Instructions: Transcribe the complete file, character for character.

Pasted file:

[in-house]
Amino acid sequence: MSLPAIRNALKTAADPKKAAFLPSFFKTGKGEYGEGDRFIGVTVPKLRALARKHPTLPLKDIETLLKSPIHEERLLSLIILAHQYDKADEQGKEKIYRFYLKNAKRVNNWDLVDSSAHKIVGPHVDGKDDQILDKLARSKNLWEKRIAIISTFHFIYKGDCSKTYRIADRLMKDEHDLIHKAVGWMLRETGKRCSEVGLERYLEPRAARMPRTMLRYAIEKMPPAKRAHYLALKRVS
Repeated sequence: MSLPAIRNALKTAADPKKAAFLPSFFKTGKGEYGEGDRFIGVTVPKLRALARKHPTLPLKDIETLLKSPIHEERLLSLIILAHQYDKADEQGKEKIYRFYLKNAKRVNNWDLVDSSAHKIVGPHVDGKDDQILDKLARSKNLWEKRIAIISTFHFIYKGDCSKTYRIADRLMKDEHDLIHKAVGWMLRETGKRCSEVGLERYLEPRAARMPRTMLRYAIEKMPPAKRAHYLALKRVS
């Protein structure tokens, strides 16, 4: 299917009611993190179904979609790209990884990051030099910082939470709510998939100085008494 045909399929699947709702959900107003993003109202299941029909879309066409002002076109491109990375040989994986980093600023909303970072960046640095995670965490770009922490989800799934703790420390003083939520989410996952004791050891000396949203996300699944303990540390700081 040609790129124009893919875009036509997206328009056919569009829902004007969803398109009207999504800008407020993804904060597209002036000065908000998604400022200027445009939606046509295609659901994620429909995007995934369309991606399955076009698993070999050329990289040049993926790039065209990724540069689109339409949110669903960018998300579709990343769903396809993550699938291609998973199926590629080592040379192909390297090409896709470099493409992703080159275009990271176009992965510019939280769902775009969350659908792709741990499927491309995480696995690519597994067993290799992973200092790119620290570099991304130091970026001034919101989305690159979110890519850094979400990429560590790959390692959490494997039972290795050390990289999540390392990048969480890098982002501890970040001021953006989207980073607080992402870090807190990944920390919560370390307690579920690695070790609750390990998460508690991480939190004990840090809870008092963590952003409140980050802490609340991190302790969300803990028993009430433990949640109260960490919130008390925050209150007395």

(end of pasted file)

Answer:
[in-house]
Amino acid sequence: MSLPAIRNALKTAADPKKAAFLPSFFKTGKGEYGEGDRFIGVTVPKLRALARKHPTLPLKDIETLLKSPIHEERLLSLIILAHQYDKADEQGKEKIYRFYLKNAKRVNNWDLVDSSAHKIVGPHVDGKDDQILDKLARSKNLWEKRIAIISTFHFIYKGDCSKTYRIADRLMKDEHDLIHKAVGWMLRETGKRCSEVGLERYLEPRAARMPRTMLRYAIEKMPPAKRAHYLALKRVS
Repeated sequence: MSLPAIRNALKTAADPKKAAFLPSFFKTGKGEYGEGDRFIGVTVPKLRALARKHPTLPLKDIETLLKSPIHEERLLSLIILAHQYDKADEQGKEKIYRFYLKNAKRVNNWDLVDSSAHKIVGPHVDGKDDQILDKLARSKNLWEKRIAIISTFHFIYKGDCSKTYRIADRLMKDEHDLIHKAVGWMLRETGKRCSEVGLERYLEPRAARMPRTMLRYAIEKMPPAKRAHYLALKRVS
């Protein structure tokens, strides 16, 4: 299917009611993190179904979609790209990884990051030099910082939470709510998939100085008494 045909399929699947709702959900107003993003109202299941029909879309066409002002076109491109990375040989994986980093600023909303970072960046640095995670965490770009922490989800799934703790420390003083939520989410996952004791050891000396949203996300699944303990540390700081 040609790129124009893919875009036509997206328009056919569009829902004007969803398109009207999504800008407020993804904060597209002036000065908000998604400022200027445009939606046509295609659901994620429909995007995934369309991606399955076009698993070999050329990289040049993926790039065209990724540069689109339409949110669903960018998300579709990343769903396809993550699938291609998973199926590629080592040379192909390297090409896709470099493409992703080159275009990271176009992965510019939280769902775009969350659908792709741990499927491309995480696995690519597994067993290799992973200092790119620290570099991304130091970026001034919101989305690159979110890519850094979400990429560590790959390692959490494997039972290795050390990289999540390392990048969480890098982002501890970040001021953006989207980073607080992402870090807190990944920390919560370390307690579920690695070790609750390990998460508690991480939190004990840090809870008092963590952003409140980050802490609340991190302790969300803990028993009430433990949640109260960490919130008390925050209150007395």